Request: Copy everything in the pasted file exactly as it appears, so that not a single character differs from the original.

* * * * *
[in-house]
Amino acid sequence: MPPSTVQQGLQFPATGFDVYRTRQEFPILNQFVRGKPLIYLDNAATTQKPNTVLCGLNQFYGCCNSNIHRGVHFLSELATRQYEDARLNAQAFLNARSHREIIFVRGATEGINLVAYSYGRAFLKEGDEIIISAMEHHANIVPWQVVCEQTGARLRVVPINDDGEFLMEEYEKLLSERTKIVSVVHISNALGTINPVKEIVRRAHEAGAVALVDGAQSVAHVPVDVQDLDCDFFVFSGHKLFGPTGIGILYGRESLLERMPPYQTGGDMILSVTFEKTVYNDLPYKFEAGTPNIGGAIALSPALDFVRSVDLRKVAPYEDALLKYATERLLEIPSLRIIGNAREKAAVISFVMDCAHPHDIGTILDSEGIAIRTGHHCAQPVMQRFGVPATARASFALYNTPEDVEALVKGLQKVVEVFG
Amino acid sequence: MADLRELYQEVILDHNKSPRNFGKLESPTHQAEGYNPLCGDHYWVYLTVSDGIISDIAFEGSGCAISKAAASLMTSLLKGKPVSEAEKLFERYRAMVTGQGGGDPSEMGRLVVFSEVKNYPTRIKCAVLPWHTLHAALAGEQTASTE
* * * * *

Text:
[in-house]
Amino acid sequence: MPPSTVQQGLQFPATGFDVYRTRQEFPILNQFVRGKPLIYLDNAATTQKPNTVLCGLNQFYGCCNSNIHRGVHFLSELATRQYEDARLNAQAFLNARSHREIIFVRGATEGINLVAYSYGRAFLKEGDEIIISAMEHHANIVPWQVVCEQTGARLRVVPINDDGEFLMEEYEKLLSERTKIVSVVHISNALGTINPVKEIVRRAHEAGAVALVDGAQSVAHVPVDVQDLDCDFFVFSGHKLFGPTGIGILYGRESLLERMPPYQTGGDMILSVTFEKTVYNDLPYKFEAGTPNIGGAIALSPALDFVRSVDLRKVAPYEDALLKYATERLLEIPSLRIIGNAREKAAVISFVMDCAHPHDIGTILDSEGIAIRTGHHCAQPVMQRFGVPATARASFALYNTPEDVEALVKGLQKVVEVFG
Amino acid sequence: MADLRELYQEVILDHNKSPRNFGKLESPTHQAEGYNPLCGDHYWVYLTVSDGIISDIAFEGSGCAISKAAASLMTSLLKGKPVSEAEKLFERYRAMVTGQGGGDPSEMGRLVVFSEVKNYPTRIKCAVLPWHTLHAALAGEQTASTE